Clench nailing is a little bit tricky to get the hang of. Most people make the mistake of driving the nail home and then just smacking over the tail on the inside. (Incidentally, this is exactly how all the historic wooden commercial fishing boats in BC are fastened, except they use heavy galvanized iron nails which you couldn’t roll over even if you tried.) Yes, this simple method will work but you will soon come to find out that getting that nail end to stay flat against the planking is a challenge. The tip will tend to protrude back out and no amount of hammering will fix it. Rolling that tip over at the onset is the critical detail and manipulating your bucking iron just so is the key.
I use an auto-body dolly as my bucking iron. Its combination of a well rounded face combined with a flattish face seems to be both comfortable to hold and effective.
You might be able to get a small lump hammer head or sledge to do the job but a good alternative might be a short section of mild steel round bar. About 4″ – 6″ long should do it. Crown one end a bit and dress the other a little flatter. Round over all the edges nice and smooth. While you are at it maybe add a 3/16″ diameter countersunk hole in one end for riveting.
Clench nails are sometime referred to as “clout nails” but I believe that is an incorrect name and you would be wise to see a picture of what you are ordering before committing. What we are looking for is a cut nail with a swollen portion and a flattened tip. You could get away with a round wire nail if it has a flattened tip, sometimes called “canoe nails”.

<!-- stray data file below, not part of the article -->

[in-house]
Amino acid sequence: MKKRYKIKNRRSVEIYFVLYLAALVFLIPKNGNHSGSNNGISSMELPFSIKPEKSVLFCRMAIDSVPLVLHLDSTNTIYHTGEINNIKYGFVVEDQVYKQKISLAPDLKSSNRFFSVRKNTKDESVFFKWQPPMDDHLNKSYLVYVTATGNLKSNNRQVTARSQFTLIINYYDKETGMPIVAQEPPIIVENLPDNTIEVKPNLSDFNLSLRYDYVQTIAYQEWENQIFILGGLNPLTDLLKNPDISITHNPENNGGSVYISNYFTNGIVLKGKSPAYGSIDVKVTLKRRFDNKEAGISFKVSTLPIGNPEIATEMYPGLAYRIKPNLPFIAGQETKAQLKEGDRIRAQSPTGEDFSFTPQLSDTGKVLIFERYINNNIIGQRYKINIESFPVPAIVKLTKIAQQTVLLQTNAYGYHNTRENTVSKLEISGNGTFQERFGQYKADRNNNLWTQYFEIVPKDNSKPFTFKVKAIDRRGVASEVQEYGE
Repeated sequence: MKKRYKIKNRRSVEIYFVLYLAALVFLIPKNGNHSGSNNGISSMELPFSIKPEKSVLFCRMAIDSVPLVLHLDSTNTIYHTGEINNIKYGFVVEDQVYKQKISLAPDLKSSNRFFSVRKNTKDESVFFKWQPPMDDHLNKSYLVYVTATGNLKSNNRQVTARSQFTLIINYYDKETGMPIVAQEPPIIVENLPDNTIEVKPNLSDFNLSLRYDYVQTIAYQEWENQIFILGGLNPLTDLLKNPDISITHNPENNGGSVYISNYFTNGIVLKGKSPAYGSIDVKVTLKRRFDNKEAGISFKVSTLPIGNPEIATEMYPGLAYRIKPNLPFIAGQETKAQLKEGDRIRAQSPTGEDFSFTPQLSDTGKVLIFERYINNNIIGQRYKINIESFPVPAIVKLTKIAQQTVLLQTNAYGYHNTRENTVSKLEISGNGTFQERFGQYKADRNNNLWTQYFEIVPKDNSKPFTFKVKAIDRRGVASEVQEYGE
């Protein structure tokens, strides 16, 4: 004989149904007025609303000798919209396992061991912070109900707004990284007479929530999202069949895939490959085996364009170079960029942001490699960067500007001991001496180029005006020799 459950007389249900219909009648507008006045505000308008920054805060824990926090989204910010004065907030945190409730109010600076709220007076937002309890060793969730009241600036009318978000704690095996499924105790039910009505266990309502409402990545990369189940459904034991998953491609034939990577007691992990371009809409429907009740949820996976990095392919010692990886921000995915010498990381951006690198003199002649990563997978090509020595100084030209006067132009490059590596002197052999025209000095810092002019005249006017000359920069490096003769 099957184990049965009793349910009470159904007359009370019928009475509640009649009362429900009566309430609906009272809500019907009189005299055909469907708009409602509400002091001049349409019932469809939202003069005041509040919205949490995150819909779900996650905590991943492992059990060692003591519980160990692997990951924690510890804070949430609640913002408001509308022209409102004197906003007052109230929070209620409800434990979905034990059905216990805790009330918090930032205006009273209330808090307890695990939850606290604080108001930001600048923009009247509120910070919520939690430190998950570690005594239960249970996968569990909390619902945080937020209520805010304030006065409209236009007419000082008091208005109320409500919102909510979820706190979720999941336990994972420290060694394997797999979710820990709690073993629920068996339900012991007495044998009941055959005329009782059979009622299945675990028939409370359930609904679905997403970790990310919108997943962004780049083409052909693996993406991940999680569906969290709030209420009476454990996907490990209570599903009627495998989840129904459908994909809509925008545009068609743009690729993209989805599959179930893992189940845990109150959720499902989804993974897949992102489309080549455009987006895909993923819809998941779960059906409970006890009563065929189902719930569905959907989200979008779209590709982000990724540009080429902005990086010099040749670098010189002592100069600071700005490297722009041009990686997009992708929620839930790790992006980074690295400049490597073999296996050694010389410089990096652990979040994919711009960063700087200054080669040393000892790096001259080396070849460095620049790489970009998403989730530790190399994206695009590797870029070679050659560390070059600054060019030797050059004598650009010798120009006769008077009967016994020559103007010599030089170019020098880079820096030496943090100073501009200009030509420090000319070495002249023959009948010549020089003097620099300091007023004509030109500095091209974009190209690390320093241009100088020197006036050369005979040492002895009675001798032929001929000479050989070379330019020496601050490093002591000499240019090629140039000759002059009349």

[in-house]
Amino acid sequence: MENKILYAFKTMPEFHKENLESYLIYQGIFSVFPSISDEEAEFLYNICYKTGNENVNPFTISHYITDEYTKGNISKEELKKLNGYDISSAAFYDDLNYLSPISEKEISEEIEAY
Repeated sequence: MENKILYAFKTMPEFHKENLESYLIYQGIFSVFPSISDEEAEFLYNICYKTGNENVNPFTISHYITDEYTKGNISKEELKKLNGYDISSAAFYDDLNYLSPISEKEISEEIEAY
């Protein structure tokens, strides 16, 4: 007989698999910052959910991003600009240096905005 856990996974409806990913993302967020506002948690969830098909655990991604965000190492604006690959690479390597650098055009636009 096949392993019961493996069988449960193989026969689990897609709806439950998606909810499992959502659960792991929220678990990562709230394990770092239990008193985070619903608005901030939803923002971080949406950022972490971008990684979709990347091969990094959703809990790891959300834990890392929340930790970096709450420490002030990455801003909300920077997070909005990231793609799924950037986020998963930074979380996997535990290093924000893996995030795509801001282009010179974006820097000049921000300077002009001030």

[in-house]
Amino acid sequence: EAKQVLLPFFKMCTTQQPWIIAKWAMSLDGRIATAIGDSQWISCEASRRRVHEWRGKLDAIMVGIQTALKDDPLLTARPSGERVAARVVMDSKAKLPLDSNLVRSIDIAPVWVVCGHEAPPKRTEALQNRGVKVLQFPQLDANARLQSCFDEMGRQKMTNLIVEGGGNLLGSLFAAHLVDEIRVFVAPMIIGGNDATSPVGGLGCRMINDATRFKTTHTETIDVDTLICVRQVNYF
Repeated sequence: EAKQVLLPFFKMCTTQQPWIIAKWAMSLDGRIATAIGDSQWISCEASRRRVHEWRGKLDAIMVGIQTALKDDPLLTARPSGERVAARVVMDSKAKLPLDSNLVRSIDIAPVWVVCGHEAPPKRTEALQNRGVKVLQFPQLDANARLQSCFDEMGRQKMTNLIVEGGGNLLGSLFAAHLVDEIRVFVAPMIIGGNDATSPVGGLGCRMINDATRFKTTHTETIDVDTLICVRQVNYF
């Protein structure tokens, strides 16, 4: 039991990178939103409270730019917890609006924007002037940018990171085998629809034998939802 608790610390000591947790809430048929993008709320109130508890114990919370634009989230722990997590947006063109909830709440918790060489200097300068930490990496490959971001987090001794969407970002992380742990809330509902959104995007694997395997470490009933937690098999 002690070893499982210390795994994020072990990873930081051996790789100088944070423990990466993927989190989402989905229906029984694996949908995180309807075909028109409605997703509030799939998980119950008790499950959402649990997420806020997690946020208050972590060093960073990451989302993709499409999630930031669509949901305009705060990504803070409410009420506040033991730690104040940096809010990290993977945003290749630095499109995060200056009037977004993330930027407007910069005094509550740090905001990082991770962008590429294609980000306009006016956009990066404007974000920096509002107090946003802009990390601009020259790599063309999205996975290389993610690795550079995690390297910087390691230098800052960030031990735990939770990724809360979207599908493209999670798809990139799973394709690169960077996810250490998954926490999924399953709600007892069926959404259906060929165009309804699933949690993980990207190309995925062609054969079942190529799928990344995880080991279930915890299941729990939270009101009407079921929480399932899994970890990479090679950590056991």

If you are using soft planking like red or white cedar you will need light gauge nails. The ones I use are measure 0.060 in cross section. About 14-16 Gauge I believe. I have tried using heavier ones and they are considerable harder to turn without a solid surrounding material.
Finding the right nails is probably the biggest challenge and I had a hard time tracking down any sources recently but I did find one, which happens to be the first boat supply place I ever walked into many years ago. Tendercraft Boats